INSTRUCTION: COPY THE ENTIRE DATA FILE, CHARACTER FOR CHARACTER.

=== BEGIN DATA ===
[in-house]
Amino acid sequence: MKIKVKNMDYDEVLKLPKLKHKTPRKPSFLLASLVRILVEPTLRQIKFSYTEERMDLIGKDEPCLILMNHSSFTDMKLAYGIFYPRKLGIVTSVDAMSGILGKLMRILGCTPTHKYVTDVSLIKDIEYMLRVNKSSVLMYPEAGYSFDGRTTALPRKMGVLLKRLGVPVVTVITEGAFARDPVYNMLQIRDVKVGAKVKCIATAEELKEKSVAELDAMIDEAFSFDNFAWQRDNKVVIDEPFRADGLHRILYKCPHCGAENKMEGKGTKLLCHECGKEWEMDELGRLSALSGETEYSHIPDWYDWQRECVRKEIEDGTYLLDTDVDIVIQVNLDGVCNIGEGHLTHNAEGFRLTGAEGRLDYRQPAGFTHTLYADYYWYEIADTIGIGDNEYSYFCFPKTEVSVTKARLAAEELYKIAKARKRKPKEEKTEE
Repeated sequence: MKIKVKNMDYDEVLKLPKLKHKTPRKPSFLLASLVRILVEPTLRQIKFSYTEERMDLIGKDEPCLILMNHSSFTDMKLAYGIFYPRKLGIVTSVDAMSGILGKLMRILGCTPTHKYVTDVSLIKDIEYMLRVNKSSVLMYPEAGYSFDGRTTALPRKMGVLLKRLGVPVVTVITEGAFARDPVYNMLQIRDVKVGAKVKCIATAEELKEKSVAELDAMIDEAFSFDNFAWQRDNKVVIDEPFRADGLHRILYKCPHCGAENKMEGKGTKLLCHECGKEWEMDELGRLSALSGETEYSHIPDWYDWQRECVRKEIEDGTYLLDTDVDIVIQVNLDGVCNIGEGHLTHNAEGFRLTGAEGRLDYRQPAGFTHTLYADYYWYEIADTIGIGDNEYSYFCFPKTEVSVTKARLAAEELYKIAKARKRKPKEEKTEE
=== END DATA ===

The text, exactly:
[in-house]
Amino acid sequence: MKIKVKNMDYDEVLKLPKLKHKTPRKPSFLLASLVRILVEPTLRQIKFSYTEERMDLIGKDEPCLILMNHSSFTDMKLAYGIFYPRKLGIVTSVDAMSGILGKLMRILGCTPTHKYVTDVSLIKDIEYMLRVNKSSVLMYPEAGYSFDGRTTALPRKMGVLLKRLGVPVVTVITEGAFARDPVYNMLQIRDVKVGAKVKCIATAEELKEKSVAELDAMIDEAFSFDNFAWQRDNKVVIDEPFRADGLHRILYKCPHCGAENKMEGKGTKLLCHECGKEWEMDELGRLSALSGETEYSHIPDWYDWQRECVRKEIEDGTYLLDTDVDIVIQVNLDGVCNIGEGHLTHNAEGFRLTGAEGRLDYRQPAGFTHTLYADYYWYEIADTIGIGDNEYSYFCFPKTEVSVTKARLAAEELYKIAKARKRKPKEEKTEE
Repeated sequence: MKIKVKNMDYDEVLKLPKLKHKTPRKPSFLLASLVRILVEPTLRQIKFSYTEERMDLIGKDEPCLILMNHSSFTDMKLAYGIFYPRKLGIVTSVDAMSGILGKLMRILGCTPTHKYVTDVSLIKDIEYMLRVNKSSVLMYPEAGYSFDGRTTALPRKMGVLLKRLGVPVVTVITEGAFARDPVYNMLQIRDVKVGAKVKCIATAEELKEKSVAELDAMIDEAFSFDNFAWQRDNKVVIDEPFRADGLHRILYKCPHCGAENKMEGKGTKLLCHECGKEWEMDELGRLSALSGETEYSHIPDWYDWQRECVRKEIEDGTYLLDTDVDIVIQVNLDGVCNIGEGHLTHNAEGFRLTGAEGRLDYRQPAGFTHTLYADYYWYEIADTIGIGDNEYSYFCFPKTEVSVTKARLAAEELYKIAKARKRKPKEEKTEE